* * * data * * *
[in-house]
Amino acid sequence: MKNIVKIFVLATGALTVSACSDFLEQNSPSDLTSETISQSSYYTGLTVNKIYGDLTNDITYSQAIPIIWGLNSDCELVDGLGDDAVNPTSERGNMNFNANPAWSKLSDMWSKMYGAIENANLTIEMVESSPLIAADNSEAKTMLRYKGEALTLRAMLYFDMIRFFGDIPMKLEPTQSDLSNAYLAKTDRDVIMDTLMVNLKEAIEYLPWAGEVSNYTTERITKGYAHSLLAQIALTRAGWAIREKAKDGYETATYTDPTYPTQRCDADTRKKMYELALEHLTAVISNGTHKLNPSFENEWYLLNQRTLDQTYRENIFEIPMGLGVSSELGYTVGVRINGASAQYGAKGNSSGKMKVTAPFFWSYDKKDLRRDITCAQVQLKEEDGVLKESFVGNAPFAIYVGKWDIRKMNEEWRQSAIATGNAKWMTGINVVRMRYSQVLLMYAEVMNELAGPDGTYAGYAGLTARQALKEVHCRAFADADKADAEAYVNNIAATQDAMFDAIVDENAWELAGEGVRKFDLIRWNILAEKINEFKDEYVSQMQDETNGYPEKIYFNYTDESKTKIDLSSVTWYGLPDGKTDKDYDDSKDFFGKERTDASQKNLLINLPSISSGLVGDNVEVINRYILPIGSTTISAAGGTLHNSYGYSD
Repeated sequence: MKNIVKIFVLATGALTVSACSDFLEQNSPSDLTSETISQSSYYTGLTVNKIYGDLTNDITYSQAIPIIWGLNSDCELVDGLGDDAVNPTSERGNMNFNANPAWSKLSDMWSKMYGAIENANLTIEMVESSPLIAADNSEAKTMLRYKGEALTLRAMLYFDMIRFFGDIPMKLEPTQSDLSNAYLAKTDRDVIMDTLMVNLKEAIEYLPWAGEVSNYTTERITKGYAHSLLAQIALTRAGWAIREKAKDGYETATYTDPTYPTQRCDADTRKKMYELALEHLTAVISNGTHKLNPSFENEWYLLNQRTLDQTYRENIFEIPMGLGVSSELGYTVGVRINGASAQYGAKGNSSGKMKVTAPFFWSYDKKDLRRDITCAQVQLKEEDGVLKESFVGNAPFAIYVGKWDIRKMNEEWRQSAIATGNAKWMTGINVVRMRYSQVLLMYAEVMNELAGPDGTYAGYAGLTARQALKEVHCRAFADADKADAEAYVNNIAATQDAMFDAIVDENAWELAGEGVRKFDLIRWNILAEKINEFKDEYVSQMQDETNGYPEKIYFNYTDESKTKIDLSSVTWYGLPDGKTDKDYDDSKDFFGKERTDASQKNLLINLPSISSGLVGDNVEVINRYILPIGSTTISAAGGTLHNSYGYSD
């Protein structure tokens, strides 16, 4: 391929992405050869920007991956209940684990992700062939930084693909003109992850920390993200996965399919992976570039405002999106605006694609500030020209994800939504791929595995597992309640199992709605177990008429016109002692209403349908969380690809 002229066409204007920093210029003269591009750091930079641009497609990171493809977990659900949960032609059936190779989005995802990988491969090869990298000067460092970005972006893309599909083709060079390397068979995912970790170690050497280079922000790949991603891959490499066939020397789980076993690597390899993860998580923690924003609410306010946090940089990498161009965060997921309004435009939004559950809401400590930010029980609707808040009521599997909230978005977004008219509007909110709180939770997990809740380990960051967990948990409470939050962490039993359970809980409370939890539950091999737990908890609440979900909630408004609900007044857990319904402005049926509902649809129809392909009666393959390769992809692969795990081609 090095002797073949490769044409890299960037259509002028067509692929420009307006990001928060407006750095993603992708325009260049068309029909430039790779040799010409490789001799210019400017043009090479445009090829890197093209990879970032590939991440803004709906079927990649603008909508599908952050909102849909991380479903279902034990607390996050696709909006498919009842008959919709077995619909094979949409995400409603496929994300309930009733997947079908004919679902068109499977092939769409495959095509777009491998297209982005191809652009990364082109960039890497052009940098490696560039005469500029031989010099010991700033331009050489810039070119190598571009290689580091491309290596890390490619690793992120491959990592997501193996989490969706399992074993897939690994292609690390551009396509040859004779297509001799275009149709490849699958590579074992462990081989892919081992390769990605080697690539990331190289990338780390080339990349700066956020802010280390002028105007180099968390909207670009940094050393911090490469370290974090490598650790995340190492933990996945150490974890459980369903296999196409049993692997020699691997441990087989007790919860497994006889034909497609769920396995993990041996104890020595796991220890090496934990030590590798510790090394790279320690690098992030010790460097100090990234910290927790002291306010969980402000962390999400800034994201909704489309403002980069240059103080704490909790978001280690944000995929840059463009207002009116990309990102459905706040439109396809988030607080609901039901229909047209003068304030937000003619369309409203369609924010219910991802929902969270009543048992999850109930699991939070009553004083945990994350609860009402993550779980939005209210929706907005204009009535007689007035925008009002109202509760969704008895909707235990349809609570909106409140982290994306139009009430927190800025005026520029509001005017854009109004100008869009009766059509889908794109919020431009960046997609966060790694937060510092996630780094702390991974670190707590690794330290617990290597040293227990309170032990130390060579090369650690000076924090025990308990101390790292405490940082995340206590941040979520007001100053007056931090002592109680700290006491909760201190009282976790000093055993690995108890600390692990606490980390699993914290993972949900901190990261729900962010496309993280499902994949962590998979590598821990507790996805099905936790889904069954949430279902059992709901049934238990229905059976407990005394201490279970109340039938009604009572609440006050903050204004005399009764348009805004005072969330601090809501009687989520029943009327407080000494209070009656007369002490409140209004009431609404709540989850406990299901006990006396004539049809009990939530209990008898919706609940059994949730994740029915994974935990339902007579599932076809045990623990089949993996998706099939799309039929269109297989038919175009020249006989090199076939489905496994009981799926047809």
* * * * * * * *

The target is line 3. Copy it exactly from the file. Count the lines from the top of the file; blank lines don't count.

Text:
Repeated sequence: MKNIVKIFVLATGALTVSACSDFLEQNSPSDLTSETISQSSYYTGLTVNKIYGDLTNDITYSQAIPIIWGLNSDCELVDGLGDDAVNPTSERGNMNFNANPAWSKLSDMWSKMYGAIENANLTIEMVESSPLIAADNSEAKTMLRYKGEALTLRAMLYFDMIRFFGDIPMKLEPTQSDLSNAYLAKTDRDVIMDTLMVNLKEAIEYLPWAGEVSNYTTERITKGYAHSLLAQIALTRAGWAIREKAKDGYETATYTDPTYPTQRCDADTRKKMYELALEHLTAVISNGTHKLNPSFENEWYLLNQRTLDQTYRENIFEIPMGLGVSSELGYTVGVRINGASAQYGAKGNSSGKMKVTAPFFWSYDKKDLRRDITCAQVQLKEEDGVLKESFVGNAPFAIYVGKWDIRKMNEEWRQSAIATGNAKWMTGINVVRMRYSQVLLMYAEVMNELAGPDGTYAGYAGLTARQALKEVHCRAFADADKADAEAYVNNIAATQDAMFDAIVDENAWELAGEGVRKFDLIRWNILAEKINEFKDEYVSQMQDETNGYPEKIYFNYTDESKTKIDLSSVTWYGLPDGKTDKDYDDSKDFFGKERTDASQKNLLINLPSISSGLVGDNVEVINRYILPIGSTTISAAGGTLHNSYGYSD